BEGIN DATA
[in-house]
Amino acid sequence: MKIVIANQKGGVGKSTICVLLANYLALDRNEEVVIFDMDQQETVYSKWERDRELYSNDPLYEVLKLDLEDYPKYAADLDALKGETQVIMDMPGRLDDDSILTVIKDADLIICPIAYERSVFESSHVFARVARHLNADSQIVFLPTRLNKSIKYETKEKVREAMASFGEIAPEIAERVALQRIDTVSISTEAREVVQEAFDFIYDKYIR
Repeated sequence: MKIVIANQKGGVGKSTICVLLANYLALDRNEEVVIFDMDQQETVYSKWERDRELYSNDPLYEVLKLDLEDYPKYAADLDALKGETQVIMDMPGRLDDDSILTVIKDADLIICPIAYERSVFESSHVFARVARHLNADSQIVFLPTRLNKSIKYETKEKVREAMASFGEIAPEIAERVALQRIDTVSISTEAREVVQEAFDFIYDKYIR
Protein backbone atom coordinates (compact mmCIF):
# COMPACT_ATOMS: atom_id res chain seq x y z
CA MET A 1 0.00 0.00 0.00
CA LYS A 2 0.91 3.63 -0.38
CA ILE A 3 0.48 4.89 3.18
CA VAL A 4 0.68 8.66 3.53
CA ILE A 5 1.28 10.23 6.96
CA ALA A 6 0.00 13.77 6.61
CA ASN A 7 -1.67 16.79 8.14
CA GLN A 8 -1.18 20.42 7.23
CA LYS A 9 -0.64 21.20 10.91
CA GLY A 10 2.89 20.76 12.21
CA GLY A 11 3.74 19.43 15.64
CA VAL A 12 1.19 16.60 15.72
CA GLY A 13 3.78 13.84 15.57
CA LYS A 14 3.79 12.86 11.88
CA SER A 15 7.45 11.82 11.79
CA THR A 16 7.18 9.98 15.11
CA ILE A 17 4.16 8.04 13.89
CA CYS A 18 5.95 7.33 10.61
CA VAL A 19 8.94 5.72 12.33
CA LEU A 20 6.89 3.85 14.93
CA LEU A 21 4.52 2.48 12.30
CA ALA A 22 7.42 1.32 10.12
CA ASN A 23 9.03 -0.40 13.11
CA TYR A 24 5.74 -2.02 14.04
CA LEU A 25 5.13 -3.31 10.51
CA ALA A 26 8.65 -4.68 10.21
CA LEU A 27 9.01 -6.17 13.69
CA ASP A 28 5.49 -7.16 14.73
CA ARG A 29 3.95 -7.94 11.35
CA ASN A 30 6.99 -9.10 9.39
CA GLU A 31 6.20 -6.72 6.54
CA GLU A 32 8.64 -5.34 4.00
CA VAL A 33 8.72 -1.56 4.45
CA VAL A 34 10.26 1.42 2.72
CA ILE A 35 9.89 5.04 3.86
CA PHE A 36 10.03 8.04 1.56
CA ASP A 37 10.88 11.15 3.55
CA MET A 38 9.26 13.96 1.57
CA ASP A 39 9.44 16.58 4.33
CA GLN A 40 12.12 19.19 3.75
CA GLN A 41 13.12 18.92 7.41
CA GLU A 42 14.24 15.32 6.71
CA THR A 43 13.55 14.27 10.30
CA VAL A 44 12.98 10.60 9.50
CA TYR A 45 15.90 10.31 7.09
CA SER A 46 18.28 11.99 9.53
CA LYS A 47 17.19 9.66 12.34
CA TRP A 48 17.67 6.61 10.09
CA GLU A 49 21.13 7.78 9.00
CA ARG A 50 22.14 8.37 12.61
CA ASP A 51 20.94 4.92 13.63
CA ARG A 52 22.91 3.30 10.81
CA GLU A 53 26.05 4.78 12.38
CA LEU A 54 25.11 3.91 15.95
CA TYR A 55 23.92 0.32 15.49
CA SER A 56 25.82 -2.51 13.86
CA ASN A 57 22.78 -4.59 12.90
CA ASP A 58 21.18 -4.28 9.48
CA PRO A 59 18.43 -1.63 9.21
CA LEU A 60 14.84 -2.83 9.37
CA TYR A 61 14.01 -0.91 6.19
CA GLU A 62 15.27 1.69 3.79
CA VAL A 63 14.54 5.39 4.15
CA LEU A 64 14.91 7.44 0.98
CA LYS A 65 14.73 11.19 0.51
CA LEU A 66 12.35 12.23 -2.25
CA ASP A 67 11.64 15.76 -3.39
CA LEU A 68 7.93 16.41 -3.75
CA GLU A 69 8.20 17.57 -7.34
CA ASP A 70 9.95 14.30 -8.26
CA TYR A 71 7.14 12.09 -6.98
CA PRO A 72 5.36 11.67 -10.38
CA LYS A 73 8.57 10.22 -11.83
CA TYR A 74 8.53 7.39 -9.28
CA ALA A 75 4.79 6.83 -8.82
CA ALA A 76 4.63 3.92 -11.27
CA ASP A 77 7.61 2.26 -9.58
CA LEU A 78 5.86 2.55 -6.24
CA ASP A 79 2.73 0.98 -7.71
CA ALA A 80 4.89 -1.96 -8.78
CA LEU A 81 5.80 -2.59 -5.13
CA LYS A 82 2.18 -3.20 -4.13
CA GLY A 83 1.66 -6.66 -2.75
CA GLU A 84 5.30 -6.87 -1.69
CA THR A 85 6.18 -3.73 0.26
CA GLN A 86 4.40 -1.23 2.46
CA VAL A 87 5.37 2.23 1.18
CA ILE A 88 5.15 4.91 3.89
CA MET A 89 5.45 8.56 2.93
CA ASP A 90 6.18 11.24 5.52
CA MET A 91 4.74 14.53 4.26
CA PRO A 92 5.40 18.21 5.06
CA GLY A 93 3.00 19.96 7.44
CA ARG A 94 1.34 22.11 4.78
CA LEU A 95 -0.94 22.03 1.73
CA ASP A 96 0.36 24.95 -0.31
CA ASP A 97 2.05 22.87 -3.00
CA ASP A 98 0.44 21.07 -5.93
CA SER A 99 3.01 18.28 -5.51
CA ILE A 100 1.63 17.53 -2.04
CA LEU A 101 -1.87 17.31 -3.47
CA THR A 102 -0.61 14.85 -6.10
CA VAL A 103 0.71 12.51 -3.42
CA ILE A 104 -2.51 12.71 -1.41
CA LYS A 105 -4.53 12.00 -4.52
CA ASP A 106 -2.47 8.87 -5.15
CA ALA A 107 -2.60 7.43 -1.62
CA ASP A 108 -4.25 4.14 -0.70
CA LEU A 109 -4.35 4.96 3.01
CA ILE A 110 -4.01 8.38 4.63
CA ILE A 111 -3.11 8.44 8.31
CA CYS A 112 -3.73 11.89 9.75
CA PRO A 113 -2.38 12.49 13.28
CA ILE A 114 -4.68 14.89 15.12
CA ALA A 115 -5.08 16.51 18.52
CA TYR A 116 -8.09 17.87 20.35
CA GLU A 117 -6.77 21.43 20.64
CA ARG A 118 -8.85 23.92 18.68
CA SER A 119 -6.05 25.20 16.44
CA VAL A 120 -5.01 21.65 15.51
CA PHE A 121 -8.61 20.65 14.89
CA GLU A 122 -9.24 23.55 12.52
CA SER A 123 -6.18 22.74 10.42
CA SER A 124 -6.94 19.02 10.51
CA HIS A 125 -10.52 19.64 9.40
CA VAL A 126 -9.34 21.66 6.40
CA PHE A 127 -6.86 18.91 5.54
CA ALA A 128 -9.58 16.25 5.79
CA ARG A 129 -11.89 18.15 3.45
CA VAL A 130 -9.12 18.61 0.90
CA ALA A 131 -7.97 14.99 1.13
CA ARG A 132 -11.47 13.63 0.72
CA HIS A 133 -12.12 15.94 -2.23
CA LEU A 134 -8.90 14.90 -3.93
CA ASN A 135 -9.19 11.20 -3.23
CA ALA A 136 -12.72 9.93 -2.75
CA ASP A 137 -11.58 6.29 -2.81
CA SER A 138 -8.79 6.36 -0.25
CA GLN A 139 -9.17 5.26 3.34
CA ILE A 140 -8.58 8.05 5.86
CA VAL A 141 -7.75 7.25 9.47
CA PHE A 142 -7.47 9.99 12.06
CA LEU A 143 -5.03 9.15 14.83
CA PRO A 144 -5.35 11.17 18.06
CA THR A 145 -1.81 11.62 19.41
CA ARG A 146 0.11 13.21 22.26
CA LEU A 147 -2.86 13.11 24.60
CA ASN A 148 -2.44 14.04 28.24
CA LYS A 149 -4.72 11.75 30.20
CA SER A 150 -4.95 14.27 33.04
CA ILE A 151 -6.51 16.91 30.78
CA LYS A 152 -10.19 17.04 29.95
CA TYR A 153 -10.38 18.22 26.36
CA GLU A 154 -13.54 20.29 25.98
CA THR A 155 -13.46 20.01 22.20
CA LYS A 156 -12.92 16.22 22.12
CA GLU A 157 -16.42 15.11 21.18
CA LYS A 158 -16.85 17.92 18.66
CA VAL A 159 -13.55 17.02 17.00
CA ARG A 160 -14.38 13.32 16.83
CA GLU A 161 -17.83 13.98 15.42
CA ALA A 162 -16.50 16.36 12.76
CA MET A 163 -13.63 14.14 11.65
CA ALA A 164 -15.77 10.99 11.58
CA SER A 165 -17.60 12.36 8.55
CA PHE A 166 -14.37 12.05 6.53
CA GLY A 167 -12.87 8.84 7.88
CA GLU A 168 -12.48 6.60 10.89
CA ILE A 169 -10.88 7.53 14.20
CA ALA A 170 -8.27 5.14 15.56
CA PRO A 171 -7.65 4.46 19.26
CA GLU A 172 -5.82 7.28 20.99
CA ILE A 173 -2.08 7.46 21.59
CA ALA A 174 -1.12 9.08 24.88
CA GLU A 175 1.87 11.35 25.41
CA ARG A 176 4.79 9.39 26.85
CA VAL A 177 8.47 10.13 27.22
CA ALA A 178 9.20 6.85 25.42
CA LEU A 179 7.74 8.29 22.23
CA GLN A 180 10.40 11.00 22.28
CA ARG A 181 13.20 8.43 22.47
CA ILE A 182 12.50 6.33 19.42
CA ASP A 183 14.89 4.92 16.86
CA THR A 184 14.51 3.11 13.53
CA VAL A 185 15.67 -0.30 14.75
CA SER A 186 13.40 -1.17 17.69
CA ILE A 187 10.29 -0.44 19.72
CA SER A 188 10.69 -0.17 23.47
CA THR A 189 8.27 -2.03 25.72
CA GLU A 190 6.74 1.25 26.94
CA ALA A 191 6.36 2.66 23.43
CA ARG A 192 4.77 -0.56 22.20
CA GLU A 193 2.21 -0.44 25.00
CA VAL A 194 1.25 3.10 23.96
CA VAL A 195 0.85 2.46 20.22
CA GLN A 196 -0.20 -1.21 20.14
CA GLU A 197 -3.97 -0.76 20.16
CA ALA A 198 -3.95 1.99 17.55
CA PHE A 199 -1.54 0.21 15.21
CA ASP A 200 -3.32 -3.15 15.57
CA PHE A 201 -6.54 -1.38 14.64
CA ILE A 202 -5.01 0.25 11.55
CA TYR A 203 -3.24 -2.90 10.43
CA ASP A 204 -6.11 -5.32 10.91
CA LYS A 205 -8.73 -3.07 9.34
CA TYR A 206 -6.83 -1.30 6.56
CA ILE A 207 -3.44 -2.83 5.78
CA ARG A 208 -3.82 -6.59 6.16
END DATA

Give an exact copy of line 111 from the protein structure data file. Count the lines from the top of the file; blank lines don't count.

CA ASP A 106 -2.47 8.87 -5.15